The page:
Catharanthine-obtained in the plant of Catharanthus lanceus Pichon (Boj.) (Apocynaceae)

D. Catharanthine

Biological Sources It is obtained in the plant of Catharanthus lanceus Pichon (Boj.) (Apocynaceae) (Lanceleaf Periwinkle); and Catharanthus roseus (L.) G. Don (Apocyanaceae) (Periwinkle, Madagascar or Cape Periwinkle, Old Maid). It is also found in Vinca rosea Linn. (Apocynaceae).
Chemical Structure

3, 4-Didehydroibogamine-18-carboxylic acid methyl ester; (C21H24N2O2).
Isolation It may be isolated from Vinca rosea Linn by the method recommended by Gorman et al.**
Characteristic Feature
1. Its crystals obtained from methanol has mp 126-128°C.
2. It has uvmax (ethanol): 226, 284, 292 nm (log ε 4.56, 3.92, 3.88).
3. It has specific optical rotation [α]27D + 29.8° (CHCl3); and dissociation constant pKa′ 6.8.
1. Its pharmacological action resembles to that of R. serpentina.
2. It also shows beneficial growth inhibition effects in certain human tumors.
3. It is used as a diuretic.
Biosynthesis of Ajmalicine, Vindoline and Catharanthine The various steps involved in the biosynthesis of ajmalicine, vindoline and catharanthine are summarized below:
1. Condensation of secologanin with tryptamine in a Mannich-type reaction gives rise to the tetrahydro-b-carboline system and generates strictosidine.
2. The structural variations involved in converting the Coryanthe type skeleton into the corresponding Aspidosperma and Iboga types are evidently quite complex and are given in the pathway as under.
3. Preakuammicine is obtained from strictosidine via the enol-form of dehydrogeissoschizine.
4. Preakuammicine undergoes intramolecular rearrangement to produce stemmadenine, which subsequently gives rise to a hypothetical intermediate.
5. The hypothetical intermediate may be redrawn which undergoes Diel's-Alder type reaction to produce catharanthine.
6. Dehydrogeissoschizine yields ajmalicine.
7. The hypothetical intermediate gives rise to vindoline via tabersonine.
It is pertinent to mention here that the sequence of alkaloid formation has been proved initially by noting carefully which alkaloids become labelled as a feeding experiment progresses, but more recently it has been confirmed by suitable enzymatic experimental studies.
It is important to mention here that there exists a plethora of structural variants of terpenoid indole alkaloids which may be exemplified with the help of the following specific examples of certain potent alkaloids, namely:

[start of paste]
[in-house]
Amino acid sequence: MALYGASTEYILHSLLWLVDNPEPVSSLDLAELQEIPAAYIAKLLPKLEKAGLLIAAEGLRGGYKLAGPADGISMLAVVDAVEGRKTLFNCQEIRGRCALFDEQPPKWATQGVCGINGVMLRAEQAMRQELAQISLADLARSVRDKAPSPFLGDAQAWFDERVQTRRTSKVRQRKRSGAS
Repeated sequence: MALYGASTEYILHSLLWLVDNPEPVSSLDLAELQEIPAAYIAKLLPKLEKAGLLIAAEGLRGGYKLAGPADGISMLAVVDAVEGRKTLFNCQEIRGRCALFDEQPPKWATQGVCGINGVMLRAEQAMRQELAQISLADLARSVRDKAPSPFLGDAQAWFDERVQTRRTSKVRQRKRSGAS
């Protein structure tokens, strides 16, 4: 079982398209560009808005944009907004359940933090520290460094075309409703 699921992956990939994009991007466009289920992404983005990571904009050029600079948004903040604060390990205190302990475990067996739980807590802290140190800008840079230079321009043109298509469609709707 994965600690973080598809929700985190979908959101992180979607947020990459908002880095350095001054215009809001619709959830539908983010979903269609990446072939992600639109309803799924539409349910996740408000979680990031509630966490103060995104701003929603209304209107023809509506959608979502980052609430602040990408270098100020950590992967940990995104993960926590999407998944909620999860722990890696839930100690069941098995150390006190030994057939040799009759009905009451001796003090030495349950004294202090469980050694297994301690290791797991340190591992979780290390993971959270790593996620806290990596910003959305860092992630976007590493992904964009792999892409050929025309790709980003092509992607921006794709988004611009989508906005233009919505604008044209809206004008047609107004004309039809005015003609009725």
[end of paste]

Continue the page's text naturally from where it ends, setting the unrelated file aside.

(iYohimbine: It is a carboxyclic variant related to ajmalicine and appears to arise from dehydrogeissoschizine by an elaborated mechanism.
(iiReserpine: It is a trimethoxybenzoyl ester of yohimbine-like alkaloid. It has an additional-OCH3 moiety at C.-11 of the indole nucleus.
(iiiRescinnamine: It is a trimethoxycinnamoyl ester of yohimbine-like alkaloid. It also contains an additional methoxyl substituent on the indole-system at C-11.
(ivVinblastine: The nucleophilie vindoline, C-5 of the indole nucleous is being activated adequately by the OMe at C-6, besides the N-atom of the indole moiety. The resulting adduct is subsequently reduced in the dihydropyridinium ring by the NADH-dependent 1, 4-addition, giving the substrate for hydroxylation. Its ultimate reduction gives rise to vinblastine.
(vVincristine: It is the oxidized product of vinblastine whereby the inherent N-formyl group on the indoline fragment is transformed.
(viStrychnine: The loss of one C from a preakuammicine-like structure via hydrolysis/decarboxylation followed by an addition of the additional two C-atoms by means of aldolcondensation with the formyl moiety, complexed as a hemiacetal in the well-known Wieland-Gumlich aldehyde. The ultimate formation of strychnine from its hemiacetal is by virtue of the formation of both ether and amide linkages.

Pathways for Ajmalicine, Preakuammicine, Catharanthine and Vindoline
The above mentioned six structural variants of the terpenoid indole alkaloids shall now be discussed individually in the sections that follow.
* Gorman et alJ. Am. Pharm. Assoc. 48, 256, (1959).
** M. Gorman et al., J. Arn. Pharm. Assoc. Sci. Ed. 48, 256 (1959).

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